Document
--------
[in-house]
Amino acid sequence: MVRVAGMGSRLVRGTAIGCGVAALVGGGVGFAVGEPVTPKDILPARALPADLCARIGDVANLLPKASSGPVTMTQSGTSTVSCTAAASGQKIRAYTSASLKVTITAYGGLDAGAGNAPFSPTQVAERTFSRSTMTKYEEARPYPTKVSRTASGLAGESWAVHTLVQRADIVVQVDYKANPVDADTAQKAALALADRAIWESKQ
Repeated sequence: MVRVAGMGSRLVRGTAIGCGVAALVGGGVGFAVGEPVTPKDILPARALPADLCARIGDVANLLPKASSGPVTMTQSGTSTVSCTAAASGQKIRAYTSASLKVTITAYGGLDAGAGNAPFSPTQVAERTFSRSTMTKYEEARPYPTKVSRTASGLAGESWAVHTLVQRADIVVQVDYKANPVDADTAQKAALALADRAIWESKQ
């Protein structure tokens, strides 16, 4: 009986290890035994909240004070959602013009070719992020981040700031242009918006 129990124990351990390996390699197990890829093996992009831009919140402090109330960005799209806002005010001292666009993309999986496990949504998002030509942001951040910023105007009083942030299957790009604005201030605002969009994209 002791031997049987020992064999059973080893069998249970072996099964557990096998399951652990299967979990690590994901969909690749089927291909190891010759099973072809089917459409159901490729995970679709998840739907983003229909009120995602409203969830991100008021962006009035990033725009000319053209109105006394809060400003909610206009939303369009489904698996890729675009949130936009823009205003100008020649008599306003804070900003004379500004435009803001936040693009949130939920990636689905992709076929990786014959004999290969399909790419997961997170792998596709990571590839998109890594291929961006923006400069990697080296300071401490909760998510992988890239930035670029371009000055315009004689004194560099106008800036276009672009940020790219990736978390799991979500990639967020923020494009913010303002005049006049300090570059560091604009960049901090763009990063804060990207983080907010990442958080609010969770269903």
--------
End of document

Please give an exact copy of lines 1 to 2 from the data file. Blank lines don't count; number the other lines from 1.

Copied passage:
[in-house]
Amino acid sequence: MVRVAGMGSRLVRGTAIGCGVAALVGGGVGFAVGEPVTPKDILPARALPADLCARIGDVANLLPKASSGPVTMTQSGTSTVSCTAAASGQKIRAYTSASLKVTITAYGGLDAGAGNAPFSPTQVAERTFSRSTMTKYEEARPYPTKVSRTASGLAGESWAVHTLVQRADIVVQVDYKANPVDADTAQKAALALADRAIWESKQ